King  Kong

Coolidge Corner Theatre Brookline, MA


Dr. Chris Whittier

Gorilla Veterinarian and Conservationist

King Kong— The Fascination with Gorillas

Dr. Chris Whittier discussed fictional vs. real gorillas, the state of the world's gorilla population, and his experiences treating wild gorillas in Central Africa.

Coolidge Corner Theatre Brookline, MA

Film Synopsis

A film crew goes to a tropical island for an exotic location shoot and discovers a colossal gorilla who takes a shine to their blonde female star.

Carl Denham (Robert Armstrong), a renowned adventure filmmaker, searches the streets of New York to find a lead actress for a new film he intends to make on a mysterious and uncharted island. He stumbles upon the beautiful but broke Ann Darrow (Fay Wray). Anxious for work, Ann eagerly accepts Denham's part and agrees to make the long sea voyage the next morning. Nothing could prepare them for Kong, the colossal gorilla that rules over the island, and the giant prehistoric creatures that inhabit it. Though savage, Kong is capable of true tenderness when he falls in love with Ann, leading to tragic consequences. Featuring groundbreaking stop-motion animation by special effects wizard Willis O'Brien and a historic score by composer Max Weiner, King Kong stands as one of the greatest adventure films of all time.

About the Speaker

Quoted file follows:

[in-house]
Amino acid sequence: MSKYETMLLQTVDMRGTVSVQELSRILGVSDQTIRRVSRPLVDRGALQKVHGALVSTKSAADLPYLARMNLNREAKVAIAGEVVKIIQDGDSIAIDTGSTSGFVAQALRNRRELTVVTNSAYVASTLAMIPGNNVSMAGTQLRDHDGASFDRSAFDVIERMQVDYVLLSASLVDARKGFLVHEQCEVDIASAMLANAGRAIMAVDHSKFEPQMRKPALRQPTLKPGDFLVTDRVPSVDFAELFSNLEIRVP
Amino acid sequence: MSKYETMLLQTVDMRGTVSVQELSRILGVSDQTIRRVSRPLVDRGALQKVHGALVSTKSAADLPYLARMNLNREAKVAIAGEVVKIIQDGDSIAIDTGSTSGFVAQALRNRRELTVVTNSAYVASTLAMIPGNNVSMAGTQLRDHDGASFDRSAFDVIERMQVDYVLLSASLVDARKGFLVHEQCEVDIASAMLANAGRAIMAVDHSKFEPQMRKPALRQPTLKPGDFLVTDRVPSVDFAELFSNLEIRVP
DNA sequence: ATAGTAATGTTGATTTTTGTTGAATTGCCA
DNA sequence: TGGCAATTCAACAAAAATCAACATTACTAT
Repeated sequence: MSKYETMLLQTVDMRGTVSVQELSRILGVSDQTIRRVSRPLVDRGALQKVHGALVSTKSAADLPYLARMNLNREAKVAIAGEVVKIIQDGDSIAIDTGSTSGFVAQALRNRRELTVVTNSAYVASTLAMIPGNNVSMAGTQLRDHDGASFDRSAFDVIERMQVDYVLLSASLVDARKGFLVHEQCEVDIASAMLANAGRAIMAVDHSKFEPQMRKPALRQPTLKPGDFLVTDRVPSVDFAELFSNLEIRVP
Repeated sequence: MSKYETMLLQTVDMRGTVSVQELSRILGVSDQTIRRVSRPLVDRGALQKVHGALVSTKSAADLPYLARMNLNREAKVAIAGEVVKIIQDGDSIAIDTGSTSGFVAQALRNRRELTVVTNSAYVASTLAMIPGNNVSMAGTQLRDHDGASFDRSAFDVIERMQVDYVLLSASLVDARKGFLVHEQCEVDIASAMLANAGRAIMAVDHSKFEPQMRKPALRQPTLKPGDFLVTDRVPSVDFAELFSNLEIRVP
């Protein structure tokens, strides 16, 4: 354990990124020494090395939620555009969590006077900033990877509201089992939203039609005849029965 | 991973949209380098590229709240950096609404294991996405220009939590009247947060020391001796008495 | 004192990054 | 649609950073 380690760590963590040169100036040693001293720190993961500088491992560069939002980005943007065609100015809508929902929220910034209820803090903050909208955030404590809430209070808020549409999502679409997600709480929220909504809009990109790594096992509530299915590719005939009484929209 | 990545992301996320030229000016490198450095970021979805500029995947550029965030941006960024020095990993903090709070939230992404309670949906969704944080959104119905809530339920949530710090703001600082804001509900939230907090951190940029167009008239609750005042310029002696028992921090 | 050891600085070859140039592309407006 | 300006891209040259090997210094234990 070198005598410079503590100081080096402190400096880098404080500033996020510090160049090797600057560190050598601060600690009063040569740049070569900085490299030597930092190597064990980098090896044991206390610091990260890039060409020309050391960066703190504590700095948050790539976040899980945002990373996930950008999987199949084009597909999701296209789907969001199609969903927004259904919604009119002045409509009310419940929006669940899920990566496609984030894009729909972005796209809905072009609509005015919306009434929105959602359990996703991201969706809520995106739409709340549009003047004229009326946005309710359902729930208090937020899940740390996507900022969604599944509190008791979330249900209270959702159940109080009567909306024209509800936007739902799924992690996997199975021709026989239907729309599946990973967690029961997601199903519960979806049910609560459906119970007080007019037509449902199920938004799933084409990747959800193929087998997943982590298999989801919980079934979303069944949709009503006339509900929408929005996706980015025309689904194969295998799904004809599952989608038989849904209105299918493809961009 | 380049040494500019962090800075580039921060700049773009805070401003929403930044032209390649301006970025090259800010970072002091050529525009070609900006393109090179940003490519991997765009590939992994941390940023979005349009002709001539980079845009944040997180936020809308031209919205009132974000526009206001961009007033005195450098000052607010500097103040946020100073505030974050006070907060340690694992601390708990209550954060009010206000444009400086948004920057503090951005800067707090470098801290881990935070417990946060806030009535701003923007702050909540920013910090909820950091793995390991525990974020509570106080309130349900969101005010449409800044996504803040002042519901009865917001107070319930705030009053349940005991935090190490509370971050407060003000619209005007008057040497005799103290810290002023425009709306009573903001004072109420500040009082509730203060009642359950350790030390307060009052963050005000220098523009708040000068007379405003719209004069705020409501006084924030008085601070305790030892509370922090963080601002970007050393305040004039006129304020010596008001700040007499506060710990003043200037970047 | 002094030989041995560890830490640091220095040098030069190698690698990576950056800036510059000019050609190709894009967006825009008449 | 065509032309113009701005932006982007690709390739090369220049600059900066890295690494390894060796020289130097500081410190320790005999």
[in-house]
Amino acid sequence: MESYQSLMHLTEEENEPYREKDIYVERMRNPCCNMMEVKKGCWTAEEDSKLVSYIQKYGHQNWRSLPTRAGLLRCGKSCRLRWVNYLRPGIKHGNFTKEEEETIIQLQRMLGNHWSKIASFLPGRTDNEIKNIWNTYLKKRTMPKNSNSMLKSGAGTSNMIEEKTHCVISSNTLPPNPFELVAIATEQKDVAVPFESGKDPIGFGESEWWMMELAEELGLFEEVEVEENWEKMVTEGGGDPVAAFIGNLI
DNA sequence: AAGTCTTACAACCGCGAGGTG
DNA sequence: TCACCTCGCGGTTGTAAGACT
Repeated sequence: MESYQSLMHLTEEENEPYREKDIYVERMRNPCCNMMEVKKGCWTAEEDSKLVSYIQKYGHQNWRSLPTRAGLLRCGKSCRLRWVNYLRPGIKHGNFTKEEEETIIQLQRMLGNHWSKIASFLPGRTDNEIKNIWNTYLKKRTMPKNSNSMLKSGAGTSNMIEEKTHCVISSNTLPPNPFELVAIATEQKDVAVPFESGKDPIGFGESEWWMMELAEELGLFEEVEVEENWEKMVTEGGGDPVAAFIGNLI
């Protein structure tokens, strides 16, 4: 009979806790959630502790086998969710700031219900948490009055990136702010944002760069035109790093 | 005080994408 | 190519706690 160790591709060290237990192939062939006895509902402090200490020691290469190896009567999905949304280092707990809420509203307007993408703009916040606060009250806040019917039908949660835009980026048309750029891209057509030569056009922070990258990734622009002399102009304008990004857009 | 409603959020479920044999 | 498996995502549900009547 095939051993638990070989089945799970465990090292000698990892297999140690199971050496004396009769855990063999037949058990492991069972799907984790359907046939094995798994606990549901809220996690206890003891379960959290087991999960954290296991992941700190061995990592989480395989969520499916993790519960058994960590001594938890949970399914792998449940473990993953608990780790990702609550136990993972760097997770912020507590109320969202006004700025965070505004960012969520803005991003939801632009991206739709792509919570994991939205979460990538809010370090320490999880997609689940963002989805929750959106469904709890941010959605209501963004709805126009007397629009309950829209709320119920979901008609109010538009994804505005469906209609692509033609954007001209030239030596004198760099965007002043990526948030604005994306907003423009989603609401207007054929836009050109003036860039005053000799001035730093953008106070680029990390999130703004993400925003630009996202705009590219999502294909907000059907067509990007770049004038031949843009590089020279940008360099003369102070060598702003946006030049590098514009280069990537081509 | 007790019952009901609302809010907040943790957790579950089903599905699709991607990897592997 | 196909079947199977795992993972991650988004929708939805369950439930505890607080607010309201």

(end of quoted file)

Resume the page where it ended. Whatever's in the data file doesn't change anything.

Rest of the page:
Dr. Chris Whittier, DVM, is research assistant professor and director of the Master of Science in Conservation Medicine Program at Tufts Cummings School of Veterinary Medicine, and Associate Veterinarian and USAID PREDICT Global Coordinator at Smithsonian’s National Zoological Park. Dr. Whittier previously completed his PhD and six years working in Central Africa as the regional field veterinarian for the Mountain Gorilla Veterinary Project. During that time he was based in Rwanda performing clinical duties as a wildlife veterinarian, monitoring and treating wild gorillas in five national parks in Rwanda, Uganda, and DR Congo. He also helped establish and manage a captive facility for confiscated orphan gorillas and an employee health program for more than 500 people working with wild gorillas. He was concurrently completing his doctoral research on molecular diagnostics and epidemiology of infectious agents in wild gorillas through the veterinary school at North Carolina State University. Dr. Whittier is a reviewer for a number of scientific journals, and is continuing field veterinary work with gorillas in the Central African Republic, where he delivered the first prophylactic vaccination campaign in wild apes as well as the first outbreak treatment and snare removal of wild western lowland gorillas.